The path to a career that you love may involve trying on many hats, as was the case for Amanda Hohl (MBA ’04).
First, she intended to become a criminal attorney. However, after earning a bachelor’s degree in criminal justice and sociology, Hohl realized that she wouldn’t feel comfortable defending clients who may actually be guilty. She then considered a career at the FBI and even worked as a special agent at the North Carolina State Bureau of Investigation. However, her passion for accounting led her to auditing roles with the North Carolina Real Estate Commission and later the North Carolina State Auditor's Office, handling investigations related to fraud, waste and abuse by state agencies, employees and nonprofits.
Today, Hohl is an Anti-Money Laundering Investigations senior associate at PNC in Raleigh, N.C., blending her passion for both criminal justice and finance.
“I never get bored. It’s refreshing to come to work every day.”
The details on her motivation: “I definitely am a planner. And I’ve always been a by-the-rules kind of girl. I knew when I started my undergraduate studies in criminal justice that I wanted to work hard and graduate early, because I was excited to get into my field. Still today, when handling money-laundering cases, I like being focused and getting into the details of the investigation. I may only be given very minimal information early on but I like to dig and figure out what actually happened.”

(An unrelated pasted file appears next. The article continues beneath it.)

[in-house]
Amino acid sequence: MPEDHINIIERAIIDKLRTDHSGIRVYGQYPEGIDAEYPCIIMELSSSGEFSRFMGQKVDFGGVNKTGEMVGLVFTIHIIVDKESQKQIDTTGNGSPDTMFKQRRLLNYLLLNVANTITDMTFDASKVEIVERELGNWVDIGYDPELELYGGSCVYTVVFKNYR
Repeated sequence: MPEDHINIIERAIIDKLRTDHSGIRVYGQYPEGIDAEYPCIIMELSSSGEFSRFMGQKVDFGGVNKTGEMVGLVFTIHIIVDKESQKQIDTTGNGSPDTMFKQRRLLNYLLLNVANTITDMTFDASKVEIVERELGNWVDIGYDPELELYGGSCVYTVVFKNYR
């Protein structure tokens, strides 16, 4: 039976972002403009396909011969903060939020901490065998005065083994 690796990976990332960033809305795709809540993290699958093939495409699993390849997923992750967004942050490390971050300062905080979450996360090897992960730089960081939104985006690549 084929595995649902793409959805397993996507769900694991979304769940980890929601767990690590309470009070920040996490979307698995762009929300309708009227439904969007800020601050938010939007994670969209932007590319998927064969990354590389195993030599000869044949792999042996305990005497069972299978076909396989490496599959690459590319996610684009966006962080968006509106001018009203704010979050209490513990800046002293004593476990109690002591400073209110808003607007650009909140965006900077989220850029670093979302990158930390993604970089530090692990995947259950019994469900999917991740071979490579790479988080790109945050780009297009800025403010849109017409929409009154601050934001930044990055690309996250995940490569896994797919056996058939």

The surprise about a criminal justice career: “It’s not one of those jobs where you can just leave it at the office; it tends to follow you home. In my past jobs, there were times when I couldn’t go out to dinner because I’d worry about who I might see there. In this field, you see a lot of things that you can’t unsee. The way to get through it is to decompress. Talk to your coworkers. I’m on a fantastic team now, and we’re all like family. Because I can talk to people who are in a similar situation, work is not overwhelming.”
Why her background is a boon: “The criminal justice field is evolving and I want to learn and grow with it. My prior jobs included high-functioning accounting aspects, and my Strayer University MBA was accounting-intensive. Now, I can look at cases and see how they add up. I know what I should be seeing in terms of revenue and when there might be issues. I think having a criminal justice degree and a business degree sets me apart, and I appreciate both. I wouldn’t trade my job: There are so many different cases, and I never get bored. It’s refreshing to come to work every day. I really have a passion for justice.”